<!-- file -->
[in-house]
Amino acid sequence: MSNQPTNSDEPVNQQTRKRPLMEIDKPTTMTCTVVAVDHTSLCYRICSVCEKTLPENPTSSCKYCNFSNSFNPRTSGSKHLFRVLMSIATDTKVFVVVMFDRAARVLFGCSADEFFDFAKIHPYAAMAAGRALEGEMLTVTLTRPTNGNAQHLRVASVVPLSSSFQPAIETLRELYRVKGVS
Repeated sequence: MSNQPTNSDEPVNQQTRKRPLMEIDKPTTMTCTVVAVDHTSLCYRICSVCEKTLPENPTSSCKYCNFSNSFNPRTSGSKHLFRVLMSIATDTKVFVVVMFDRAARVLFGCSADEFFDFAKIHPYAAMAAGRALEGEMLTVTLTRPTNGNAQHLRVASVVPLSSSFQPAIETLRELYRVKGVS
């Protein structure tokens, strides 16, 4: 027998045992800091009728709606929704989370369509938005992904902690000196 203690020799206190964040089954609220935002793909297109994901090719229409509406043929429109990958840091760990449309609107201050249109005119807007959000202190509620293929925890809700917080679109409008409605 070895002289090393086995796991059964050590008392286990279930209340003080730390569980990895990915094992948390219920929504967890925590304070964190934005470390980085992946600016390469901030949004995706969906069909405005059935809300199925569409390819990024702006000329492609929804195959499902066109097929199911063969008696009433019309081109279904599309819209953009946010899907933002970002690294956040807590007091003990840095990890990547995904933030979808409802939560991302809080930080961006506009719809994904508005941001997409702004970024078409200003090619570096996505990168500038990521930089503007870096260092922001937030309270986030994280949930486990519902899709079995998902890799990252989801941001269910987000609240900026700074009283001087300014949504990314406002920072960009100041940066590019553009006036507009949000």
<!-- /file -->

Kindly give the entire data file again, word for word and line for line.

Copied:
[in-house]
Amino acid sequence: MSNQPTNSDEPVNQQTRKRPLMEIDKPTTMTCTVVAVDHTSLCYRICSVCEKTLPENPTSSCKYCNFSNSFNPRTSGSKHLFRVLMSIATDTKVFVVVMFDRAARVLFGCSADEFFDFAKIHPYAAMAAGRALEGEMLTVTLTRPTNGNAQHLRVASVVPLSSSFQPAIETLRELYRVKGVS
Repeated sequence: MSNQPTNSDEPVNQQTRKRPLMEIDKPTTMTCTVVAVDHTSLCYRICSVCEKTLPENPTSSCKYCNFSNSFNPRTSGSKHLFRVLMSIATDTKVFVVVMFDRAARVLFGCSADEFFDFAKIHPYAAMAAGRALEGEMLTVTLTRPTNGNAQHLRVASVVPLSSSFQPAIETLRELYRVKGVS
């Protein structure tokens, strides 16, 4: 027998045992800091009728709606929704989370369509938005992904902690000196 203690020799206190964040089954609220935002793909297109994901090719229409509406043929429109990958840091760990449309609107201050249109005119807007959000202190509620293929925890809700917080679109409008409605 070895002289090393086995796991059964050590008392286990279930209340003080730390569980990895990915094992948390219920929504967890925590304070964190934005470390980085992946600016390469901030949004995706969906069909405005059935809300199925569409390819990024702006000329492609929804195959499902066109097929199911063969008696009433019309081109279904599309819209953009946010899907933002970002690294956040807590007091003990840095990890990547995904933030979808409802939560991302809080930080961006506009719809994904508005941001997409702004970024078409200003090619570096996505990168500038990521930089503007870096260092922001937030309270986030994280949930486990519902899709079995998902890799990252989801941001269910987000609240900026700074009283001087300014949504990314406002920072960009100041940066590019553009006036507009949000």